It’s more than flesh and blood can stand
I M not being rude when I say that one of the latest initiatives from the interfering politicians and their bureaucratic lapdogs is bloody stupid. And it is certainly making my blood boil. Drastic job cuts and laboratory closures are proposed in the nat
I'M not being rude when I say that one of the latest "initiatives" from the interfering politicians and their bureaucratic lapdogs is bloody stupid.
And it is certainly making my blood boil.
Drastic job cuts and laboratory closures are proposed in the national blood service.
Plans are afoot to drastically scale down eight blood centres dotted around the country and centralise their work at three of the others, turning them into new super-centres in North London, Bristol and Manchester.
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And this is being done in the name of progress, supposedly.
What a lot of rot.
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This lot in power seem hell bent on cutting back by making services more remote for those using them.
Apart from the threat to move some of our local hospital services to a hard-to-access site miles away, the ambulance services have been merged to make them enormous, distant organisations.
Another possibility being mooted is to close most of the fire service emergency call centres and replace them with just a handful around the country, so if you are ringing for help as your home burns around your ears you could be met with the query: "Which county is that in?"
Creating regional assemblies, the workings of which are understood by only a few politicians, is another not-so-bright idea.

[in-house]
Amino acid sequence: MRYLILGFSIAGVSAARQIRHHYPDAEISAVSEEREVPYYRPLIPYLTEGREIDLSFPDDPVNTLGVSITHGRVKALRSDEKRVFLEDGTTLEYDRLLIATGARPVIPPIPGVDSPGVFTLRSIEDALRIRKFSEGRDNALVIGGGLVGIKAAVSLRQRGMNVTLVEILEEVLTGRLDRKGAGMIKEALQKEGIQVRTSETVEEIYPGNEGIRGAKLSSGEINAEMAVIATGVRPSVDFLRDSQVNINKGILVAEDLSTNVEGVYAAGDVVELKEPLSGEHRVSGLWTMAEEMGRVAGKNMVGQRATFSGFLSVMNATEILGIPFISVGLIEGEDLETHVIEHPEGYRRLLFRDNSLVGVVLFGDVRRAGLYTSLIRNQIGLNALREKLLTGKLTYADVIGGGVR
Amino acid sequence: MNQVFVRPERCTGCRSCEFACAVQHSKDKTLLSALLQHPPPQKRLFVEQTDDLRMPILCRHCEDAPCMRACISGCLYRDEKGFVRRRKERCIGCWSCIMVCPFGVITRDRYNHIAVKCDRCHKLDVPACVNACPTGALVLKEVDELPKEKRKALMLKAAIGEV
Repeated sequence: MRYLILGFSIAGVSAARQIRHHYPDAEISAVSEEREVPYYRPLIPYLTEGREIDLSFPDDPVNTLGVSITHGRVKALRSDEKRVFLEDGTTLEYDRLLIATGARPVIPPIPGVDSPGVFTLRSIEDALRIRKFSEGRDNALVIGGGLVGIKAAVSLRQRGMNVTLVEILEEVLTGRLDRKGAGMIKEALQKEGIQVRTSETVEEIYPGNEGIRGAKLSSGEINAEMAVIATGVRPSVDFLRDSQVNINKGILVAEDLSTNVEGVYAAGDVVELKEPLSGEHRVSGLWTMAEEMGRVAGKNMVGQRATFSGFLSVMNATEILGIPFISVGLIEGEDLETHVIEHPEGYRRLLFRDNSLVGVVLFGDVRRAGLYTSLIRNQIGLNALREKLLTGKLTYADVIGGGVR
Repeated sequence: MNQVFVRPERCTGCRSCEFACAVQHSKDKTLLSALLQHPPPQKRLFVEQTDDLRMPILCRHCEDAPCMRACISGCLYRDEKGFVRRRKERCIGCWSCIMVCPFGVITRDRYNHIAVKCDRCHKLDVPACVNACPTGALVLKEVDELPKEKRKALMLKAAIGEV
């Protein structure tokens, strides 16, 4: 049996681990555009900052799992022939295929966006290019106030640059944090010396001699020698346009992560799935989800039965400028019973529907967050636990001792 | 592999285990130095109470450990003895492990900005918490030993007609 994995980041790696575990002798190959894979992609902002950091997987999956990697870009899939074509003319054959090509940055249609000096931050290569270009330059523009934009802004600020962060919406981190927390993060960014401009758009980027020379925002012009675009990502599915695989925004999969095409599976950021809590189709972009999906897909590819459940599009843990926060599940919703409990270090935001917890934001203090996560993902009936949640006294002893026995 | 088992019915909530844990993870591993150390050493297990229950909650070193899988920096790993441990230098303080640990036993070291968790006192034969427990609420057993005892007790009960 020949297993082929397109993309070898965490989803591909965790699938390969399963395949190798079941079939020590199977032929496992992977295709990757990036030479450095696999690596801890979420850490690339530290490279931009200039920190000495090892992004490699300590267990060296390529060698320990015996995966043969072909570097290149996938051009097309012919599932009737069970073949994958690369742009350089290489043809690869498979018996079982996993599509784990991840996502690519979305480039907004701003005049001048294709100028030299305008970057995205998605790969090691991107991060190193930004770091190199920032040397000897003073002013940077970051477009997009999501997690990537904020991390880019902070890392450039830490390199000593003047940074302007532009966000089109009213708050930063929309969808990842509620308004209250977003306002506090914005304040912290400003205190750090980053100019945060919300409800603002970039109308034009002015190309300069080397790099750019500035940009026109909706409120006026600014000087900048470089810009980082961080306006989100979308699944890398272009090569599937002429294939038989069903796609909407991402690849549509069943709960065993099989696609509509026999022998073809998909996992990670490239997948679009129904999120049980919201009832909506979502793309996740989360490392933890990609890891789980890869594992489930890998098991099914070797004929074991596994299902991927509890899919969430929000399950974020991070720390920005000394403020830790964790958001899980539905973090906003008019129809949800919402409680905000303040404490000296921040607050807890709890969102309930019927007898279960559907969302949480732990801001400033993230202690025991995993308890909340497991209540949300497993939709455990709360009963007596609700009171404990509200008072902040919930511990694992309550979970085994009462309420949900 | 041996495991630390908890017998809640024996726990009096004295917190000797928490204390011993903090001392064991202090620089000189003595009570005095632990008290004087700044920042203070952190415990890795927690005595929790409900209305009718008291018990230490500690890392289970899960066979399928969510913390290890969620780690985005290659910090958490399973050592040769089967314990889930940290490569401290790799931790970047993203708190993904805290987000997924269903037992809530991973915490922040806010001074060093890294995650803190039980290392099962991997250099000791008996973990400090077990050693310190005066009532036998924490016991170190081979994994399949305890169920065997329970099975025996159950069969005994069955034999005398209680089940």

Now it seems that district and borough councils are scurrying around to come up with innovative ideas to justify them not being amalgamated into county or even bigger conglomerates out of sight and mind of most of the people they serve.
And so it seems the vital blood service is going the same way, drawing it away from the heart of the body of people for whom it is there.
Blood service workers were so worried about the future that they held protests outside blood centres across England.
They did it, appropriately enough, yesterday on Valentine's Day when hearts are meant to pound stronger.
The fear is that some hearts won't be pounding at all if this daft idea of centralisation goes through.
I can't say that I take much notice of what unions have to say but I would not disagree with Amicus which claims that the closure plan is dangerous and will result in a geographical gap in services.
Deliveries dependent on the road network would be riskier through traffic accidents and bad weather, as evidenced recently by high winds and snow which caused severe disruption to blood supplies throughout the UK.
And that was with a dozen sites. Just imagine how bad it could be with just three main centres operating.
This week's news on teenage attitudes towards debt made worrying reading.
A survey revealed that over half of England's teenagers have been or are in debt by the time they are 17.
Most of them worry about their money and spending but tend to think of overdrafts and credit cards as easy ways to spend more.
To me, that sounds like they are thinking as adults already.